Original Research

Ray pencils of general divergency

W. F. Harris
African Vision and Eye Health | South African Optometrist: Vol 68, No 2 | a160 | DOI: https://doi.org/10.4102/aveh.v68i2.160 | © 2009 W. F. Harris | This work is licensed under CC Attribution 4.0
Submitted: 13 December 2009 | Published: 13 December 2009

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W. F. Harris, Department of Optometry, University of Johannesburg *PhD FRSSAf, South Africa

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That a thin refracting element can have a dioptric power which is asymmetric immediately raises questions at the fundamentals of linear optics.  In optometry the important concept of vergence, in
particular, depends on the concept of a pencil of rays which in turn depends on the existence of a focus.  But systems that contain refracting elements of asymmetric power may have no focus at all.  Thus the existence of thin systems with asym-metric power forces one to go back to basics and redevelop a linear optics from scratch that is sufficiently general to be able to accommodate such

systems.  This paper offers an axiomatic approach to such a generalized linear optics.  The paper makes use of two axioms: (i) a ray in a homogeneous medium is a segment of a straight line, and (ii) at an interface between two homogeneous media a ray refracts according to Snell’s equation.  The familiar paraxial assumption of linear optics is also made.  From the axioms a pencil of rays at a transverse plane T in a homogeneous medium is defined formally (Definition 1) as an equivalence relation with no necessary association with a focus.  At T the reduced inclination of a ray in a pencil is an af-fine function of its transverse position.  If the pencilis centred the function is linear.  The multiplying factor M, called the divergency of the pencil at T, is a real  2 2×  matrix.  Equations are derived for the change of divergency across thin systems and homogeneous gaps.  Although divergency is un-defined at refracting surfaces and focal planes the pencil of rays is defined at every transverse plane ina system (Definition 2).  The eigenstructure gives aprincipal meridional representation of divergency;and divergency can be decomposed into four natural components.  Depending on its divergency a pencil in a homogeneous gap may have exactly one point focus, one line focus, two line foci or no foci.Equations are presented for the position of a focusand of its orientation in the case of a line focus.  All possible cases are examined.  The equations allow matrix step-along procedures for optical systems in general including those with elements that haveasymmetric power.  The negative of the divergencyis the (generalized) vergence of the pencil.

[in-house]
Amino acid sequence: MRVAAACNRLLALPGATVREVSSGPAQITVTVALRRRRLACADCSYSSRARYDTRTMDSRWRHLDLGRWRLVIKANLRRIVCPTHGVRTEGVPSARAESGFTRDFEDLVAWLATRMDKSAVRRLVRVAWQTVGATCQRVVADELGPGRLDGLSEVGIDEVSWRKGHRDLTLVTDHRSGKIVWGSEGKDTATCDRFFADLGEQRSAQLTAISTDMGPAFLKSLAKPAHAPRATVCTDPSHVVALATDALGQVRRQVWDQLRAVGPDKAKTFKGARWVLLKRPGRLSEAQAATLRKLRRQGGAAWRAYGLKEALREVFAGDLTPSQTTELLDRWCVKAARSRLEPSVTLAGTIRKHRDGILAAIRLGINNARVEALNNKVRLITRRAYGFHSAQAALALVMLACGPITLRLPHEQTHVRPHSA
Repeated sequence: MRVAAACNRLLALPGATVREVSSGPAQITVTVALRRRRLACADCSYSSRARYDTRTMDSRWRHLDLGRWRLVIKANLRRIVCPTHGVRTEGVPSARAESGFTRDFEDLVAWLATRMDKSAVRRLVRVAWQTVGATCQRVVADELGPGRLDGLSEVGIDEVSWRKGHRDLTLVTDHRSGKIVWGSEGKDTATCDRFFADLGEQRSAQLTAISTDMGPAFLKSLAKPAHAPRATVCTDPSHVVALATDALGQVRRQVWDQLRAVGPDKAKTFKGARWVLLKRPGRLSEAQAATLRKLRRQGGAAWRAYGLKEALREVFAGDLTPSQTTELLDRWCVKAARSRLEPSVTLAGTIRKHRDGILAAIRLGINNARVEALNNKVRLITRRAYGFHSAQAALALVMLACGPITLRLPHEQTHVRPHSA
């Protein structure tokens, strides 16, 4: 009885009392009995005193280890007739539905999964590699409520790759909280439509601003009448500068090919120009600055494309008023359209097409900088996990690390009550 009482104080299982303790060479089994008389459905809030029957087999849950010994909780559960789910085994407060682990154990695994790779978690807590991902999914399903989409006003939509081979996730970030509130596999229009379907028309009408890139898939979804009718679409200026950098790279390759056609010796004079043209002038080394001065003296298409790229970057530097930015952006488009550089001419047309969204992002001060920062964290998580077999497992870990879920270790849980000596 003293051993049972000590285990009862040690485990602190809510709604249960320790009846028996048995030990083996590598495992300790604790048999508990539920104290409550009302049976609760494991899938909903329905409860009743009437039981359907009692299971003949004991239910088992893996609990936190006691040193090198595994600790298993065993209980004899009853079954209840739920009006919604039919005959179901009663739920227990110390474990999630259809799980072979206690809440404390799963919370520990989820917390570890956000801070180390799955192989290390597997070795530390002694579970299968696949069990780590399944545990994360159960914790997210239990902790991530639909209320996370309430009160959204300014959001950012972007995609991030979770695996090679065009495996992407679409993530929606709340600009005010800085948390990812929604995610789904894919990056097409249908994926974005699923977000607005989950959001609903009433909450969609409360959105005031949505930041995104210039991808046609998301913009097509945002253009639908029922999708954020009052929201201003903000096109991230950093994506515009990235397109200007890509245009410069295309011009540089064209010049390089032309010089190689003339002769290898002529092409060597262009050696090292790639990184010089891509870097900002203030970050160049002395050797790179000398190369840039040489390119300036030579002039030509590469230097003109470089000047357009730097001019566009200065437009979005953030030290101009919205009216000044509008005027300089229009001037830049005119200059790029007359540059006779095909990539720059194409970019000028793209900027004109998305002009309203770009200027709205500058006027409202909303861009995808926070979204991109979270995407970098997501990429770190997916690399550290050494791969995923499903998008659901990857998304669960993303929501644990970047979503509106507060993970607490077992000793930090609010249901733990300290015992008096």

asymmetric dioptric power; vergence; step-along procedures; focal lines; divergency; divergence


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